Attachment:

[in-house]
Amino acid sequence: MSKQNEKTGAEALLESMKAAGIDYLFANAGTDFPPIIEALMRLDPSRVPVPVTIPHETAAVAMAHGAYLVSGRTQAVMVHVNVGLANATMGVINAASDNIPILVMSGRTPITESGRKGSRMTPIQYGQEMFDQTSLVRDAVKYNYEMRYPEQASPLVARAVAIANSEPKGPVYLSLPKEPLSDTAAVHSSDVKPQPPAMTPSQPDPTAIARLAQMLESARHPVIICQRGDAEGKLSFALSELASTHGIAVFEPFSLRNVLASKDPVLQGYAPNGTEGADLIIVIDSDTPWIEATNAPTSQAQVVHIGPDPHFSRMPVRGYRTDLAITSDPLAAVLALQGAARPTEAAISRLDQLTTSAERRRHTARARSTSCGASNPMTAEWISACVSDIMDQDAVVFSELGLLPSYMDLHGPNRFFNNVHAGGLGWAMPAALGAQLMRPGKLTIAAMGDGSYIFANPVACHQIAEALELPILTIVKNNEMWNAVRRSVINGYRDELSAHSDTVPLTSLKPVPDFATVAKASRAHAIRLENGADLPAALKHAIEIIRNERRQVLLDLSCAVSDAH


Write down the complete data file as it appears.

[in-house]
Amino acid sequence: MSKQNEKTGAEALLESMKAAGIDYLFANAGTDFPPIIEALMRLDPSRVPVPVTIPHETAAVAMAHGAYLVSGRTQAVMVHVNVGLANATMGVINAASDNIPILVMSGRTPITESGRKGSRMTPIQYGQEMFDQTSLVRDAVKYNYEMRYPEQASPLVARAVAIANSEPKGPVYLSLPKEPLSDTAAVHSSDVKPQPPAMTPSQPDPTAIARLAQMLESARHPVIICQRGDAEGKLSFALSELASTHGIAVFEPFSLRNVLASKDPVLQGYAPNGTEGADLIIVIDSDTPWIEATNAPTSQAQVVHIGPDPHFSRMPVRGYRTDLAITSDPLAAVLALQGAARPTEAAISRLDQLTTSAERRRHTARARSTSCGASNPMTAEWISACVSDIMDQDAVVFSELGLLPSYMDLHGPNRFFNNVHAGGLGWAMPAALGAQLMRPGKLTIAAMGDGSYIFANPVACHQIAEALELPILTIVKNNEMWNAVRRSVINGYRDELSAHSDTVPLTSLKPVPDFATVAKASRAHAIRLENGADLPAALKHAIEIIRNERRQVLLDLSCAVSDAH